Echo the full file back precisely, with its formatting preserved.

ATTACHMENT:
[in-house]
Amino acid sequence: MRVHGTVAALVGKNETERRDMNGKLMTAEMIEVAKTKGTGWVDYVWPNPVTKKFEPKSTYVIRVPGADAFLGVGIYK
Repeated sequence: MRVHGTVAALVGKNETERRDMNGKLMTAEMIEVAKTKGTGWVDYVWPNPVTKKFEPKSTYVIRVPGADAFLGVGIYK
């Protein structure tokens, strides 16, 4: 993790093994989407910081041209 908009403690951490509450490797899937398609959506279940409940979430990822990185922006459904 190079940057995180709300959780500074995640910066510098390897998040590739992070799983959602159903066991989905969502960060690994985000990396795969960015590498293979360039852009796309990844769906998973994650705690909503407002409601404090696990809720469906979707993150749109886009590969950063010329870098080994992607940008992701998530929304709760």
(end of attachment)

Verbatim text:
[in-house]
Amino acid sequence: MRVHGTVAALVGKNETERRDMNGKLMTAEMIEVAKTKGTGWVDYVWPNPVTKKFEPKSTYVIRVPGADAFLGVGIYK
Repeated sequence: MRVHGTVAALVGKNETERRDMNGKLMTAEMIEVAKTKGTGWVDYVWPNPVTKKFEPKSTYVIRVPGADAFLGVGIYK
């Protein structure tokens, strides 16, 4: 993790093994989407910081041209 908009403690951490509450490797899937398609959506279940409940979430990822990185922006459904 190079940057995180709300959780500074995640910066510098390897998040590739992070799983959602159903066991989905969502960060690994985000990396795969960015590498293979360039852009796309990844769906998973994650705690909503407002409601404090696990809720469906979707993150749109886009590969950063010329870098080994992607940008992701998530929304709760």